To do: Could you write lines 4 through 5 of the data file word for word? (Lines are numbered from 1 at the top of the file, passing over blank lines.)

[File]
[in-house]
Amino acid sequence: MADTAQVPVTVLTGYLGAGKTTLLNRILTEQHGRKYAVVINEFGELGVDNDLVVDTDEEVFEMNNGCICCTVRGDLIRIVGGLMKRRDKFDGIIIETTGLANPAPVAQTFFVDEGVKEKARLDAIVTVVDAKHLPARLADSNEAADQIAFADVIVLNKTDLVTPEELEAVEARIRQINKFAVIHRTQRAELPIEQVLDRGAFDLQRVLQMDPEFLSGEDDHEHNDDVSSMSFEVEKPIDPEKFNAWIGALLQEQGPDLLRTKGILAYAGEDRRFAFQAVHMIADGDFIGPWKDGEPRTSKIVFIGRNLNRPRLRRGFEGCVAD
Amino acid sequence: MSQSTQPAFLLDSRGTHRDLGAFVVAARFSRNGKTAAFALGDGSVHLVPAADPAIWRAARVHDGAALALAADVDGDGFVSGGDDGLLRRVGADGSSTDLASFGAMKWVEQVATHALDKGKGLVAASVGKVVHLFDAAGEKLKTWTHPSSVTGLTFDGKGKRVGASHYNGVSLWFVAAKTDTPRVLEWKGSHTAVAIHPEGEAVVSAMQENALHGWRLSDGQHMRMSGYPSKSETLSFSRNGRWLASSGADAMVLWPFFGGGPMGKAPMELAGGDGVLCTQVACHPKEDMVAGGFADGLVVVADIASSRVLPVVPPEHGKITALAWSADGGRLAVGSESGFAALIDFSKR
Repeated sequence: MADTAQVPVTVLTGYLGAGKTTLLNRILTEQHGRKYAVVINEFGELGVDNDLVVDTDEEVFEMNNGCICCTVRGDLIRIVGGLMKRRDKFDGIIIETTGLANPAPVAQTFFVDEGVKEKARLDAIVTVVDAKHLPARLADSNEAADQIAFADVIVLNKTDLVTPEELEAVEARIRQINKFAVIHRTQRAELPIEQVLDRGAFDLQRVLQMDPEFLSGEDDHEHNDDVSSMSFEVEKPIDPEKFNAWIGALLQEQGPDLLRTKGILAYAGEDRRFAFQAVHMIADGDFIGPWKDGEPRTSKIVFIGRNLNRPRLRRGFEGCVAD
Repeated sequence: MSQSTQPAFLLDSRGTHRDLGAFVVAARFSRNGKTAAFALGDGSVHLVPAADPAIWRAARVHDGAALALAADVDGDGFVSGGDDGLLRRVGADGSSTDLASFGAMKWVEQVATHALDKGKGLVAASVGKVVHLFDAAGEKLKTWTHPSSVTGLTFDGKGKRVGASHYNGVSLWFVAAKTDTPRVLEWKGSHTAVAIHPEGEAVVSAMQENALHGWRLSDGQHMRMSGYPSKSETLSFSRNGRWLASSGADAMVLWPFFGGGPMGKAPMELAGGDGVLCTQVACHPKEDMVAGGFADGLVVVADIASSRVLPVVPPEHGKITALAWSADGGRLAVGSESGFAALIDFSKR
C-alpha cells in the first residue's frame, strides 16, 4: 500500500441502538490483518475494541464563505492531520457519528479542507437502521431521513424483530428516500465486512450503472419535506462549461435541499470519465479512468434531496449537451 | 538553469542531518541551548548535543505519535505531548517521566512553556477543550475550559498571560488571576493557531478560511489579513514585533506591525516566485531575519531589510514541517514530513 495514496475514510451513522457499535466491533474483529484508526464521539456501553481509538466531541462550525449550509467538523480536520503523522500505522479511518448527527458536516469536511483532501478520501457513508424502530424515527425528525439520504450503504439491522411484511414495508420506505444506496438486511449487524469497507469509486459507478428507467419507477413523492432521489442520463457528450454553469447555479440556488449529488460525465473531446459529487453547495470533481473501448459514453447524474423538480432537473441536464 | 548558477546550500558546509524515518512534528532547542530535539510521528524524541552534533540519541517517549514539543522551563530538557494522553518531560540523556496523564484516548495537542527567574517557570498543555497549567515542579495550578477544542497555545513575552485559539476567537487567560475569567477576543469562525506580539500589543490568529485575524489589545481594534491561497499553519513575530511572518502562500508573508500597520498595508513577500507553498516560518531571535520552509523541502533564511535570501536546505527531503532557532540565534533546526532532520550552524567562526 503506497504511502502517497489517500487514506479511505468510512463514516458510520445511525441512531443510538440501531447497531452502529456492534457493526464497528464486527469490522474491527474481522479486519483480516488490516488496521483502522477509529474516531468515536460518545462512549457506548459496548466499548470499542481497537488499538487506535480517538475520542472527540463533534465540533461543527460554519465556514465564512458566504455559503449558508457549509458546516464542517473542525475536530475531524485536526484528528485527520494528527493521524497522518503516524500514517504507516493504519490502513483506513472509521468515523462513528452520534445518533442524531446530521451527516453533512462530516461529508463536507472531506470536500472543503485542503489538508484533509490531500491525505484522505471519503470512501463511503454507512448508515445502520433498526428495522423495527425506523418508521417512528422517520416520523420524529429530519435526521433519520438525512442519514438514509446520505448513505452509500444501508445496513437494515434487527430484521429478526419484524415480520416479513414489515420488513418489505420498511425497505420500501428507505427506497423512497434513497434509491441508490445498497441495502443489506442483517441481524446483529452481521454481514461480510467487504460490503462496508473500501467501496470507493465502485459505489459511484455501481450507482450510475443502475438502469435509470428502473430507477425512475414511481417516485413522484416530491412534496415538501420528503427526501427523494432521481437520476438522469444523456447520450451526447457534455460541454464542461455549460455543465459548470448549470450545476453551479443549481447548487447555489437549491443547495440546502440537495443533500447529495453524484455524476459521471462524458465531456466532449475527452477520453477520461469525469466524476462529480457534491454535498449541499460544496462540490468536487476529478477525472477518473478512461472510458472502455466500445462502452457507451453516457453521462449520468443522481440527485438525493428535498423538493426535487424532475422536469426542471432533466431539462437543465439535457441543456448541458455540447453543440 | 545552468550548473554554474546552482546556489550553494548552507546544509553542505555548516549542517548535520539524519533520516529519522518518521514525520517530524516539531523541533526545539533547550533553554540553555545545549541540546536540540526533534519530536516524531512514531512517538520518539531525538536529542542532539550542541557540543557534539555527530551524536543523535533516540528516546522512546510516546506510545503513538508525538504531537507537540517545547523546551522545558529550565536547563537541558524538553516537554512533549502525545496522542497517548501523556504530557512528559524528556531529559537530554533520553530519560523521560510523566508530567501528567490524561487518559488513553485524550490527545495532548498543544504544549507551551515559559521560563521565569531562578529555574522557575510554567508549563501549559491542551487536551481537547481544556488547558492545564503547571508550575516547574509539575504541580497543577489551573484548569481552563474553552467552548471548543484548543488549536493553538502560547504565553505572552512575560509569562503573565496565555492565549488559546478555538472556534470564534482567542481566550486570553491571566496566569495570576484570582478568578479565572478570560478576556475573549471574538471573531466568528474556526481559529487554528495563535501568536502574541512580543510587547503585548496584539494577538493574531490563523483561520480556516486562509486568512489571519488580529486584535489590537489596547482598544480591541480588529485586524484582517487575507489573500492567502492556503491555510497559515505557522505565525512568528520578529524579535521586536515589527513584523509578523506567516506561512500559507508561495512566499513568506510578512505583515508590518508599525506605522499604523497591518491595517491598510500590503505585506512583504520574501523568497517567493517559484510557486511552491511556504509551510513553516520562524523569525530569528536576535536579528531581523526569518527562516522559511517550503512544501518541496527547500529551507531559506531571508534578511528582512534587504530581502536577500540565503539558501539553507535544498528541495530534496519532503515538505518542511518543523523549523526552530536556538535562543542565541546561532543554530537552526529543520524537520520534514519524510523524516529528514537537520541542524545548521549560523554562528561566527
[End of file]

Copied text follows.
Repeated sequence: MADTAQVPVTVLTGYLGAGKTTLLNRILTEQHGRKYAVVINEFGELGVDNDLVVDTDEEVFEMNNGCICCTVRGDLIRIVGGLMKRRDKFDGIIIETTGLANPAPVAQTFFVDEGVKEKARLDAIVTVVDAKHLPARLADSNEAADQIAFADVIVLNKTDLVTPEELEAVEARIRQINKFAVIHRTQRAELPIEQVLDRGAFDLQRVLQMDPEFLSGEDDHEHNDDVSSMSFEVEKPIDPEKFNAWIGALLQEQGPDLLRTKGILAYAGEDRRFAFQAVHMIADGDFIGPWKDGEPRTSKIVFIGRNLNRPRLRRGFEGCVAD
Repeated sequence: MSQSTQPAFLLDSRGTHRDLGAFVVAARFSRNGKTAAFALGDGSVHLVPAADPAIWRAARVHDGAALALAADVDGDGFVSGGDDGLLRRVGADGSSTDLASFGAMKWVEQVATHALDKGKGLVAASVGKVVHLFDAAGEKLKTWTHPSSVTGLTFDGKGKRVGASHYNGVSLWFVAAKTDTPRVLEWKGSHTAVAIHPEGEAVVSAMQENALHGWRLSDGQHMRMSGYPSKSETLSFSRNGRWLASSGADAMVLWPFFGGGPMGKAPMELAGGDGVLCTQVACHPKEDMVAGGFADGLVVVADIASSRVLPVVPPEHGKITALAWSADGGRLAVGSESGFAALIDFSKR